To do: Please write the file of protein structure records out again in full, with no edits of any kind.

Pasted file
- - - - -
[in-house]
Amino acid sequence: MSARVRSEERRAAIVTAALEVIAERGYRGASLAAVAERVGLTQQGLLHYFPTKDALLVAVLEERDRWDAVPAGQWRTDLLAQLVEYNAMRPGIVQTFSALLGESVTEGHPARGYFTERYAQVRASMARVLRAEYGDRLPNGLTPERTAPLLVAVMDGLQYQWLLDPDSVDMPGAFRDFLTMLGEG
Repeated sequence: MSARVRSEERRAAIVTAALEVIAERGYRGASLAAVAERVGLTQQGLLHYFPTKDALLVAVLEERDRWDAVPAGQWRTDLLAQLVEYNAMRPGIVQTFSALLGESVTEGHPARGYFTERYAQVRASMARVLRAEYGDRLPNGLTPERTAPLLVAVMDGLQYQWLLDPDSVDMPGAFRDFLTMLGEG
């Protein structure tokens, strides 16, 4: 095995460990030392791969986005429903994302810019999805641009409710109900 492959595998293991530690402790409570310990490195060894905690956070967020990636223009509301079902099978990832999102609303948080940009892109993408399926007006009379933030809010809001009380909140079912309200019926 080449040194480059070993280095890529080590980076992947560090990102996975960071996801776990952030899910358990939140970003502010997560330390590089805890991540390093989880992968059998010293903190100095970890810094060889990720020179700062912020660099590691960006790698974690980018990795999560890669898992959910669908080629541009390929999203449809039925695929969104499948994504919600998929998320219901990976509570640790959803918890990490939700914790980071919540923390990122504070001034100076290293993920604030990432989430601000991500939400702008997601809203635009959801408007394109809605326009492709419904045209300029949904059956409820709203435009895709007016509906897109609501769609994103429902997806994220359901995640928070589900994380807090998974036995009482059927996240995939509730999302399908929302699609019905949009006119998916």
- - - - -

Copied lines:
[in-house]
Amino acid sequence: MSARVRSEERRAAIVTAALEVIAERGYRGASLAAVAERVGLTQQGLLHYFPTKDALLVAVLEERDRWDAVPAGQWRTDLLAQLVEYNAMRPGIVQTFSALLGESVTEGHPARGYFTERYAQVRASMARVLRAEYGDRLPNGLTPERTAPLLVAVMDGLQYQWLLDPDSVDMPGAFRDFLTMLGEG
Repeated sequence: MSARVRSEERRAAIVTAALEVIAERGYRGASLAAVAERVGLTQQGLLHYFPTKDALLVAVLEERDRWDAVPAGQWRTDLLAQLVEYNAMRPGIVQTFSALLGESVTEGHPARGYFTERYAQVRASMARVLRAEYGDRLPNGLTPERTAPLLVAVMDGLQYQWLLDPDSVDMPGAFRDFLTMLGEG
């Protein structure tokens, strides 16, 4: 095995460990030392791969986005429903994302810019999805641009409710109900 492959595998293991530690402790409570310990490195060894905690956070967020990636223009509301079902099978990832999102609303948080940009892109993408399926007006009379933030809010809001009380909140079912309200019926 080449040194480059070993280095890529080590980076992947560090990102996975960071996801776990952030899910358990939140970003502010997560330390590089805890991540390093989880992968059998010293903190100095970890810094060889990720020179700062912020660099590691960006790698974690980018990795999560890669898992959910669908080629541009390929999203449809039925695929969104499948994504919600998929998320219901990976509570640790959803918890990490939700914790980071919540923390990122504070001034100076290293993920604030990432989430601000991500939400702008997601809203635009959801408007394109809605326009492709419904045209300029949904059956409820709203435009895709007016509906897109609501769609994103429902997806994220359901995640928070589900994380807090998974036995009482059927996240995939509730999302399908929302699609019905949009006119998916």